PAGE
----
Flashcards in A Deck (42):
the minimum stimulation needed to detect a particular stimulus 50 percent of the time.
the process by which the eye's lens changes shape to focus the image of near objects on the retina.
adapting one's current understandings (schemas) to incorporate new information.
a neurotransmitter that, among its functions, triggers muscle contraction
a desire for significant accomplishment: for mastery of things, people, or ideas; for attaining a high standard
a test designed to assess what a person has learned.
the encoding of sound, especially the sound of words.
in classical conditioning, the initial stage of learning; the phase associating a neutral stimulus with an unconditioned stimulus so that the neutral stimulus comes to elicit a conditioned response.
a neural impulse; a brief electrical charge that travels down an axon. The action potential is generated by the movement of positively charged atoms in and out of channels in the axon's membrane.
empathic listening in which the listener echoes, restates, and clarifies. A feature of Rogers' client-centered therapy
the sharpness of vision.
our tendency to form judgments (of sounds, of lights, of income) relative to a "neutral" level defined by our prior experience.
the transition period from childhood to adulthood, extending from puberty to independence
a pair of endocrine glands just above the kidneys. The adrenals secrete the hormones epinephrine (adrenaline) and norepinephrine (noradrenaline), which help to arouse the body in times of stress.
sustained exercise that increases heart and lung fitness; may also alleviate depression and anxiety.
any physical or verbal behavior intended to hurt or destroy
a methodical, logical rule or procedure that guarantees solving a particular problem
the relatively slow brain waves of a relaxed, awake state
unselfish regard for the welfare of others.
a progressive and irreversible brain disorder characterized by gradual deterioration of memory, reasoning, language, and, finally, physical functioning.
the loss of memory
drugs that stimulate neural activity, causing speeded-up body functions and associated energy and mood changes.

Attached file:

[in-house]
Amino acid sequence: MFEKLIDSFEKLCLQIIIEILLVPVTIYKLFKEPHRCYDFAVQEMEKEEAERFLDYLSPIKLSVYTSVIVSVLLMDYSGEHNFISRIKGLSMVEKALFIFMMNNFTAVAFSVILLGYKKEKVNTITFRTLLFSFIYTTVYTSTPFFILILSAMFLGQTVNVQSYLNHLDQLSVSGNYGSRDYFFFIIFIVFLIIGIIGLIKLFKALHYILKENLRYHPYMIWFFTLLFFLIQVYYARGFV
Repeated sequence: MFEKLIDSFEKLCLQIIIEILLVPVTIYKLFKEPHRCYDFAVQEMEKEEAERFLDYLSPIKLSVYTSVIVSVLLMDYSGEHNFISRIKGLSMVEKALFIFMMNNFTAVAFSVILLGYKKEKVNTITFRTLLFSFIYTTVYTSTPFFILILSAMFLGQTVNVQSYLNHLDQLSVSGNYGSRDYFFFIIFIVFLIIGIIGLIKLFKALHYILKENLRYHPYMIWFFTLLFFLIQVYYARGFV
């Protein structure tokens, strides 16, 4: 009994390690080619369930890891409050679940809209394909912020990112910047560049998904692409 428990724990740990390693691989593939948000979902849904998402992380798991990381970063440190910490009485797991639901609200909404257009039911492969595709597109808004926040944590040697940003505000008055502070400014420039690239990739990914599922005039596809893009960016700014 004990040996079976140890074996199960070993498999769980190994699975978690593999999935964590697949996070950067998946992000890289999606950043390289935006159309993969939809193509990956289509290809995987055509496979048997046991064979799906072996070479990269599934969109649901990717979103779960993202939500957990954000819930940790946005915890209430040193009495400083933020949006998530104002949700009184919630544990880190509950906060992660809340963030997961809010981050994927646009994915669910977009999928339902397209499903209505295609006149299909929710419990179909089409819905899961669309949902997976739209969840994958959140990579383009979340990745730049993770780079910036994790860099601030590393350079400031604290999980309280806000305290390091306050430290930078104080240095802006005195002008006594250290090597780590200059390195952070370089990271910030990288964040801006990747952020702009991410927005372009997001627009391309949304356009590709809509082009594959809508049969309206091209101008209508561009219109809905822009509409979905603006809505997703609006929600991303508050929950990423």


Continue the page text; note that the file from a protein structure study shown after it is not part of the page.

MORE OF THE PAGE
two almond-shaped neural clusters that are components of the limbic system and are linked to emotion.
an eating disorder in which a normal weight person (usually an adolescent female) diets and becomes significantly (15 percent or more) underweight yet, still feeling fat, continues to starve.
a personality disorder in which the person (usually a man) exhibits a lack( of conscience for wrongdoing, even toward friends and family members.
antisocial personality disorder
psychological disorders characterized by distressing, persistent anxiety or maladaptive behaviors that reduce anxiety
impairment of language, usually caused by left-hemisphere damage either to Broca's area (impairing speaking) or to Wernicke's area (impairing understanding).
scientific study that aims to solve practical problems
a test designed to predict a person's future performance; aptitude is the capacity to learn.
(Al) the science of designing and programming computer systems to do intelligent things and to simulate human thought processes such as intuitive reasoning, learning, and understanding language.
interpreting one's new experience in terms of one's existing schemas.
areas of the cerebral cortex that are not involved in primary motor or sensory functions; rather, they are involved in higher mental functions such as learning, remembering, thinking, and speaking.
learning that certain events (a response and its consequences in operant conditioning) occur together
an emotional tie with another person; shown in young children by their seeking closeness to the caregiver and showing distress on separation.
a belief and feeling that predisposes one to respond in a particular way to objects, people, and events.
the theory that we tend to give a causal explanation for someone's behavior, often by crediting either the situation or the person's disposition.
the sense of hearing.
unconscious encoding of incidental information, such as space, time, and frequency, and of well-learned information, such as word meanings.
the part of the peripheral nervous system that controls the glands and the muscles of the internal organs (such as the heart). Its sympathetic division arouses; its parasympathetic division calms.
autonomic nervous system
estimating the likelihood of events based on their availability in memory; if instances come readily to mind (perhaps because of their vividness), we presume such events are common.
a type of counter conditioning that associates an unpleasant state (such as nausea) with an unwanted behavior (such as drinking alcohol).